After moving to a smaller location on Roanoke Avenue, the Long Island Council of Churches food pantry in Riverhead is focusing on offering more food and fewer bulky household items to its clients.
In December, the pantry’s leaders learned their old location on Osborn Avenue would have to close since the building was sold. They reopened in May at 220 Roanoke Avenue and have been going strong since then, despite the adjustment.
“We are getting settled in, but we can’t stop,” said Carolyn Gumbs, office manager for the pantry. “It’s slow, but we’re getting there slowly but surely.”
At a little more than 800 square feet, the new location in suites 2 and 4 of the building is about half the size of their previous space. (Their mailing address is #3 because that mailbox was available.)
“We’re used to taking a lot more household items and medical items, but because of the facility, we really can’t,” Ms. Gumbs said. “It’s too small. But we tell people if they bring a small amount, we can manage a small amount — just not carloads like we used to.”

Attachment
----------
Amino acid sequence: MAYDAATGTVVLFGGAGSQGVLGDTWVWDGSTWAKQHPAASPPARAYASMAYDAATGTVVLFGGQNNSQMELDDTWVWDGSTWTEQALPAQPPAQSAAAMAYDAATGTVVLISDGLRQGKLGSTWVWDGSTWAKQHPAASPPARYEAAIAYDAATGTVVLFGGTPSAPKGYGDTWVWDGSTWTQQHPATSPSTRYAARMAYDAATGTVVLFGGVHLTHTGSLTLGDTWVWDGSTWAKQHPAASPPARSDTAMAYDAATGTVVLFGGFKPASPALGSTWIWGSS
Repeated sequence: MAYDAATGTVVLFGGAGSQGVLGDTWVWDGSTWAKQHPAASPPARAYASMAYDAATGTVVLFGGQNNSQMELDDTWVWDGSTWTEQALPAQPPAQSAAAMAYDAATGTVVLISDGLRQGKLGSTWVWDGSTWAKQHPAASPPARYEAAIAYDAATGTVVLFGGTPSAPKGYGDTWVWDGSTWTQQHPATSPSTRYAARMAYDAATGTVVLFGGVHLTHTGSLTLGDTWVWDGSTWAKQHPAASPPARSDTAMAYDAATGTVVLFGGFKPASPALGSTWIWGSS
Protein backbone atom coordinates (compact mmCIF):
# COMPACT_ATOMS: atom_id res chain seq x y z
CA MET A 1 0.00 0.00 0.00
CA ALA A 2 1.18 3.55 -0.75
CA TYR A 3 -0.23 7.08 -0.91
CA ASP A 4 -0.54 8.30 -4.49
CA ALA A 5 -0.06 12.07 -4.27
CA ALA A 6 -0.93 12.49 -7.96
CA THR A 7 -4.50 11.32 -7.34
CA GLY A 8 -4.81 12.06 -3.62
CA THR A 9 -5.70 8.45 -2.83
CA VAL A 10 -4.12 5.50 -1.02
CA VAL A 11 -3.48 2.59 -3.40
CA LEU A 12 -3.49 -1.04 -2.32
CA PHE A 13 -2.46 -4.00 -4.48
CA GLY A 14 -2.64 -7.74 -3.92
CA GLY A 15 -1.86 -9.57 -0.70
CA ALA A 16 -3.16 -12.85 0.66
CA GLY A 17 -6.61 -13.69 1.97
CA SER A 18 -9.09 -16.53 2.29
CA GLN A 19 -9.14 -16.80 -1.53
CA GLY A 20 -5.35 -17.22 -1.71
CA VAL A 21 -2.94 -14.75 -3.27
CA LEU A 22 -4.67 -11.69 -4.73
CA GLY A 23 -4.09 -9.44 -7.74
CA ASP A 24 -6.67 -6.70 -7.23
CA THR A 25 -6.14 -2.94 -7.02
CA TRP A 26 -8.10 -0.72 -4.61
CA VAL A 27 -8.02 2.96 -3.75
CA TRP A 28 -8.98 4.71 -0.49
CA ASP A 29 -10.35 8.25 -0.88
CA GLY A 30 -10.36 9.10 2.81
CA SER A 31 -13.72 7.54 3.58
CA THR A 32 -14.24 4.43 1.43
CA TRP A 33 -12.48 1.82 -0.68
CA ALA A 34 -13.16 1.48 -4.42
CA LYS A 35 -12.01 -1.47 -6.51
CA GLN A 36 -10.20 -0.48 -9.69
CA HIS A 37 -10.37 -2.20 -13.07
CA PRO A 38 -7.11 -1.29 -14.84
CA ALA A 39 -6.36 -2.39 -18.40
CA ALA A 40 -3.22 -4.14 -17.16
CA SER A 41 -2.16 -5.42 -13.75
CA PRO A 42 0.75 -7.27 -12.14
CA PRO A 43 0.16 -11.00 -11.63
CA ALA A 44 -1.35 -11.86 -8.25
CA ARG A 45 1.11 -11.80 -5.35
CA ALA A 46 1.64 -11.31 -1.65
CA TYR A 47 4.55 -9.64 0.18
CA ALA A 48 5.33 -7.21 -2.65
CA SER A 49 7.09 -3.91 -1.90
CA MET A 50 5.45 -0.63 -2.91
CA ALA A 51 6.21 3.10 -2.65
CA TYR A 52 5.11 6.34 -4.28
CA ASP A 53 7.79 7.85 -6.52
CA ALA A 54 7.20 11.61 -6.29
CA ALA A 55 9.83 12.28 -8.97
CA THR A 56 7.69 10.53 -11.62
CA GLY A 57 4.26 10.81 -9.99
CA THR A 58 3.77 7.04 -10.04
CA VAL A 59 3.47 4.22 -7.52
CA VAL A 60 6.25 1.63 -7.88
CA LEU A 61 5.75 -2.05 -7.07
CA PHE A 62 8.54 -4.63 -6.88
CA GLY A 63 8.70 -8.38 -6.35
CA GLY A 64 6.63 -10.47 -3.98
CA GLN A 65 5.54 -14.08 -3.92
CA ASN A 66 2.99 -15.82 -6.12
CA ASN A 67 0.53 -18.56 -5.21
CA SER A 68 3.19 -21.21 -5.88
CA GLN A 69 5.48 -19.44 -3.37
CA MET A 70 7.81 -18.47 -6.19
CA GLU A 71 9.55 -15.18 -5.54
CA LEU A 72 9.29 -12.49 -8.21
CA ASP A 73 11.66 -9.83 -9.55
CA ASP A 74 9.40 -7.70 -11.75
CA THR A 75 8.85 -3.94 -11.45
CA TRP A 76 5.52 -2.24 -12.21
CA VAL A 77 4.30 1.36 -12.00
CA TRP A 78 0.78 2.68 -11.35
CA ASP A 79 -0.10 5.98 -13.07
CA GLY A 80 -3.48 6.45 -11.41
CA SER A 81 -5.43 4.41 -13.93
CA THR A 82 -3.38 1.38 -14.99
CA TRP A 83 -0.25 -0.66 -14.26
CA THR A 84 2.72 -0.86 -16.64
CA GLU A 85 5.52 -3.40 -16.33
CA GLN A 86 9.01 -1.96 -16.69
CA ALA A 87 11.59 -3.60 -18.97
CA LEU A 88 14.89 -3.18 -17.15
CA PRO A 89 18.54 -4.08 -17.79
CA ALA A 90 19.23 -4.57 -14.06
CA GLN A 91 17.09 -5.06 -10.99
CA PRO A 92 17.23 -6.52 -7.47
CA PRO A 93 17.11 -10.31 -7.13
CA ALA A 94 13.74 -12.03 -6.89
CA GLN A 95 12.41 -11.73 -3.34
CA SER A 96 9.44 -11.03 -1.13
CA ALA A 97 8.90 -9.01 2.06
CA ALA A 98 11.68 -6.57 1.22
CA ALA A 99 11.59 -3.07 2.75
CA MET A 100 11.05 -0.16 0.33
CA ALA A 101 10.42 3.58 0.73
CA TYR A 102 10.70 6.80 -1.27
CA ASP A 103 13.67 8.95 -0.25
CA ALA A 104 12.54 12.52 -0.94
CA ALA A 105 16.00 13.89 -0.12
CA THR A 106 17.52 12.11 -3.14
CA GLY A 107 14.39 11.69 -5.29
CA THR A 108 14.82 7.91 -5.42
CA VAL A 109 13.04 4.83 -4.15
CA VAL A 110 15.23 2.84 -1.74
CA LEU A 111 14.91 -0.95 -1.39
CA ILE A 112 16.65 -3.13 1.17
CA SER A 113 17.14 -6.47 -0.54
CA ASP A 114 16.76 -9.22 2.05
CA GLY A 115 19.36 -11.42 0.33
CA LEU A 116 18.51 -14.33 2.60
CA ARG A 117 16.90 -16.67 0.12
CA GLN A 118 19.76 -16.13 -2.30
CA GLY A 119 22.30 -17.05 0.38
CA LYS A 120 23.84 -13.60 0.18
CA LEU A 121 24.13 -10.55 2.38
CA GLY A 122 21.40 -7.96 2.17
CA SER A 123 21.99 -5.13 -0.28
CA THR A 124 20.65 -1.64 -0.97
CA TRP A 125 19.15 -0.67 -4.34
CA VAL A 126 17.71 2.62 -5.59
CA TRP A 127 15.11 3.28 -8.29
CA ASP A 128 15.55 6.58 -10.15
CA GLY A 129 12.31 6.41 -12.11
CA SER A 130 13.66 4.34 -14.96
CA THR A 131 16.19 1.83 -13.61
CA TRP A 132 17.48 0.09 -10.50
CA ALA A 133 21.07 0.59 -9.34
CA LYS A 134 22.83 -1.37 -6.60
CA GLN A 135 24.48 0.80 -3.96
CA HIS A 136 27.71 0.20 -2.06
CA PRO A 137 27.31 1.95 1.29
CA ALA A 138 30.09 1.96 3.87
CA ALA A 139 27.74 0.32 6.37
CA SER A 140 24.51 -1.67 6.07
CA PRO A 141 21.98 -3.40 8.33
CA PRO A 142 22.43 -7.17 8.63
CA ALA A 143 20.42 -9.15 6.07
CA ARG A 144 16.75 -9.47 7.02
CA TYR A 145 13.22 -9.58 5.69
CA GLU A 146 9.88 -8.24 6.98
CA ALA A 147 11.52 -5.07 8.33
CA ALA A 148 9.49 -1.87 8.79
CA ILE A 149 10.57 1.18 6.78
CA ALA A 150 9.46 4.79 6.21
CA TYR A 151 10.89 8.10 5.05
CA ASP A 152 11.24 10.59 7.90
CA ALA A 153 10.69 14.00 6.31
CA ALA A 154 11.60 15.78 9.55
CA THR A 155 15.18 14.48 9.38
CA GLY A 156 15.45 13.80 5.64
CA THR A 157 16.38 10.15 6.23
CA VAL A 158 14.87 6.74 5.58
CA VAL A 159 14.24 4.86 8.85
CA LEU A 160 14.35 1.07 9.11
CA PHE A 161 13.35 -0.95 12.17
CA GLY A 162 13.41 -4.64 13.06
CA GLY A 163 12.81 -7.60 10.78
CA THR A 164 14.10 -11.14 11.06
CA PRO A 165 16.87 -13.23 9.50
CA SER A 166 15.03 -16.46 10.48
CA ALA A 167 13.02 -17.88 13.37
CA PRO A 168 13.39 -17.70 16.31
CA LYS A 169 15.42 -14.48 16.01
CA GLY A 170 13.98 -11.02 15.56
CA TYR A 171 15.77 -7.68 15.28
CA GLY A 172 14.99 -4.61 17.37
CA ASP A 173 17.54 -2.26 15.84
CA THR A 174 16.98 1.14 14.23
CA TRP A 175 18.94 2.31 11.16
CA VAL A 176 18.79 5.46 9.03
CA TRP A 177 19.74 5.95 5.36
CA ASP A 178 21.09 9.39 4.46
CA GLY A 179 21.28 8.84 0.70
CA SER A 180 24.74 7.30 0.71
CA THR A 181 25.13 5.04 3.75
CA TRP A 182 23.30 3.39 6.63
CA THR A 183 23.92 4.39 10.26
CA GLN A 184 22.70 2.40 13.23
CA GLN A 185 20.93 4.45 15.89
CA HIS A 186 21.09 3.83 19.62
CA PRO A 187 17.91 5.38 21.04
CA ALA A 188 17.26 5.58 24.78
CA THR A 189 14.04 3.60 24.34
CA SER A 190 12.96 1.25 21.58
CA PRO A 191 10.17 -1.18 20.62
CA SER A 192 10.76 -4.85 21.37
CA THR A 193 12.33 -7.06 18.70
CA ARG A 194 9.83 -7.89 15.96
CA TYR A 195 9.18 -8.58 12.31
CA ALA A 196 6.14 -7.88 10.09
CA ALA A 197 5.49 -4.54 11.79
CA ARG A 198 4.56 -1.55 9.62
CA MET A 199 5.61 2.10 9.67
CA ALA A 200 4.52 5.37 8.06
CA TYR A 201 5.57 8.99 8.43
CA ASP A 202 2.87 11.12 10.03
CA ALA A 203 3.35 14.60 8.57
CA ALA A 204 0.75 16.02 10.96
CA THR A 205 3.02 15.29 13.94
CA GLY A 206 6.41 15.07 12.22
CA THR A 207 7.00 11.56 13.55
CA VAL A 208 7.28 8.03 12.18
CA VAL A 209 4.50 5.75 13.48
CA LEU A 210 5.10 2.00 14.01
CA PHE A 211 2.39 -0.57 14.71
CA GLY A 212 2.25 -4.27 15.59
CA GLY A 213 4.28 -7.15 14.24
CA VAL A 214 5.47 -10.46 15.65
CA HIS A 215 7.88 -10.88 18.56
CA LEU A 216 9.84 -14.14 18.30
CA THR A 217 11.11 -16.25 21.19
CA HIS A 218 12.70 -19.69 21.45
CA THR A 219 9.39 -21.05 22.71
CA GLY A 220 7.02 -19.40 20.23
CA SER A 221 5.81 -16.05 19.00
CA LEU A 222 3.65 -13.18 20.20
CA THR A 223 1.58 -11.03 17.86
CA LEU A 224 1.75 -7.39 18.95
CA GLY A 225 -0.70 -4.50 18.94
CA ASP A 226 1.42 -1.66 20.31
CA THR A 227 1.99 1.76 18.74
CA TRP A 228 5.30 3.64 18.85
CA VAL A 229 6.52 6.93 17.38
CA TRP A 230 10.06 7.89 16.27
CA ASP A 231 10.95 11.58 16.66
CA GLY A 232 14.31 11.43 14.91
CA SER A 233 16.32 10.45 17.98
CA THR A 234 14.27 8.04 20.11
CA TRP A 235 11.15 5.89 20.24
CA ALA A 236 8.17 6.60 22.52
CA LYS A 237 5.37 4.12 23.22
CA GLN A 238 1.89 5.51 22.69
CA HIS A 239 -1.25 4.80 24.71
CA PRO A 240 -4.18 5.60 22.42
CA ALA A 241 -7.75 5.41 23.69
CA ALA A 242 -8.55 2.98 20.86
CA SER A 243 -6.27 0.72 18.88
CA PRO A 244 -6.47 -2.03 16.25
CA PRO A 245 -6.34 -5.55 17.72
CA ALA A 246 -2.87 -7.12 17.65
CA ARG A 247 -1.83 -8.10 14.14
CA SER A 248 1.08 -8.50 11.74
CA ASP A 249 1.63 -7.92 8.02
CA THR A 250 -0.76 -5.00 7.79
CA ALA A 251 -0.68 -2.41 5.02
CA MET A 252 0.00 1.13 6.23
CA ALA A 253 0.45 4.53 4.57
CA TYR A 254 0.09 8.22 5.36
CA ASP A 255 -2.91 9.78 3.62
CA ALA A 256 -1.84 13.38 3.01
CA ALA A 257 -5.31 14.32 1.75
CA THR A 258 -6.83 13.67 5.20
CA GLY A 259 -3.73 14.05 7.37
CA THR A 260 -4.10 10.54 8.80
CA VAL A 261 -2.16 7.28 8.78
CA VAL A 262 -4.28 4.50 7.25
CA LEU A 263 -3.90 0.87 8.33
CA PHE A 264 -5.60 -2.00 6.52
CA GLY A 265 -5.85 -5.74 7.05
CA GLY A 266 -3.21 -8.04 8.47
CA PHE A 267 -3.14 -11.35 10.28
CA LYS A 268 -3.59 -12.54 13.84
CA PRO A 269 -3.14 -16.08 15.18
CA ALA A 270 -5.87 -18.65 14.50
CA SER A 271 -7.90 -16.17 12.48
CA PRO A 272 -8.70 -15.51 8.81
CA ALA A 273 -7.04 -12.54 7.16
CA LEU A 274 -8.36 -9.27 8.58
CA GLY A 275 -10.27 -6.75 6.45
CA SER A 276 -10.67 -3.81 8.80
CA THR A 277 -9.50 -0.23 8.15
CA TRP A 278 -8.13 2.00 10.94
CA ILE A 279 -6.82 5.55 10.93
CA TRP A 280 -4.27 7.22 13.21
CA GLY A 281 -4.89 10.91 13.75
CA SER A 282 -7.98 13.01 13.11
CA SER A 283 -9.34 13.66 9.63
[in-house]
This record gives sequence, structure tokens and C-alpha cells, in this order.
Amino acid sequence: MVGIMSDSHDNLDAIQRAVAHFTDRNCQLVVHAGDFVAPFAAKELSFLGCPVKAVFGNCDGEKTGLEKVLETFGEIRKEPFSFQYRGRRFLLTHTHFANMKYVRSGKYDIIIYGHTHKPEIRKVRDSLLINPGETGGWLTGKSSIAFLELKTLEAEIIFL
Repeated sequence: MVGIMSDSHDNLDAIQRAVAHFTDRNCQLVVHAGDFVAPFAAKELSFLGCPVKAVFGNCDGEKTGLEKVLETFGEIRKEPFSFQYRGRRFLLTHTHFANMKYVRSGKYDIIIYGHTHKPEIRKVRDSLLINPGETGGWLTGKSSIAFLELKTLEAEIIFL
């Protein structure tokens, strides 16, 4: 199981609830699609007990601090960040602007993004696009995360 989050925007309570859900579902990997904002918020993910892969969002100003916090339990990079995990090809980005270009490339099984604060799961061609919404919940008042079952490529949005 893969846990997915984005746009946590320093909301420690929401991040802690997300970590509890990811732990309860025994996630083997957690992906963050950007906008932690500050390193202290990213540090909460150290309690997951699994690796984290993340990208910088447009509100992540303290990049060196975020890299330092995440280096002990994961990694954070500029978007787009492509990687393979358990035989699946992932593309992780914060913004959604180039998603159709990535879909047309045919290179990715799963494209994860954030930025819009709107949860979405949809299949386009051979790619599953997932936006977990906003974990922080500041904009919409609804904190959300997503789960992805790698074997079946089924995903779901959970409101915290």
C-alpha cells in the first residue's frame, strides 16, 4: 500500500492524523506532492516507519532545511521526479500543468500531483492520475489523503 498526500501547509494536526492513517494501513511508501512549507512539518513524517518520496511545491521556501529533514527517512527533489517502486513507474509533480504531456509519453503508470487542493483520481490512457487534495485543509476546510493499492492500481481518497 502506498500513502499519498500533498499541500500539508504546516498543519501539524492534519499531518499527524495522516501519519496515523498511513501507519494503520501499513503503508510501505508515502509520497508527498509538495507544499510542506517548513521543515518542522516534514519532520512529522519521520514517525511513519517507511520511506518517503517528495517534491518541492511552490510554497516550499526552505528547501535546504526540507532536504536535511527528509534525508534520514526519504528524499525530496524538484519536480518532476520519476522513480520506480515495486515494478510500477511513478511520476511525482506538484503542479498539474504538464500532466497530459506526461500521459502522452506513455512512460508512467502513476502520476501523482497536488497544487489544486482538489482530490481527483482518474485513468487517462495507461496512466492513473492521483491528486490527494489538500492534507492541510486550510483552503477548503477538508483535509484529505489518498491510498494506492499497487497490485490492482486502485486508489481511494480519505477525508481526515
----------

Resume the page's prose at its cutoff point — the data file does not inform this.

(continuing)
Despite the move to a smaller space, the pantry still serves close to 135 families, most of whom were clients at the old building. Ms. Gumb said the pantry kept the same phone number, which helped many of its users.
The pantry also expanded its hours; they’re now open from 9:30 a.m. to 12 p.m. and from 1:30 to 4 p.m.
“Hopefully, it will bring in those that are going out early so they can stop,” Ms. Gumb said. “If they have an appointment, they have time enough to get here.”
Ms. Gumb and her staff have put out fliers around town over the past few months, and are continuing efforts to spread the word of their new spot to local residents.
“Here, we’re out of the way and out of the loop,” she said. “Here, you don’t have as many walkers going this way.”
In addition to food, the pantry offers financial assistance on a variety of costs, including rent and prescriptions, so long as they have available funding. They are sufficiently staffed now, but Ms. Gumb said they “can always use help” when the holiday season rolls around in a few months.
Her pantry, she said, does important work for the Riverhead community — and people should be more accepting that it does.
“People have a tendency to put a stigma on people coming in to get help for food,” she said. “They shouldn’t. Everyone is in need with high electricity, high fuel bills, high rent. Everyone is in need of help now.”
Photo caption: The Long Island Council of Churches food pantry is focusing more on small food items due to reduced size at its new Roanoke Avenue location. (Credit: Chris Lisinski)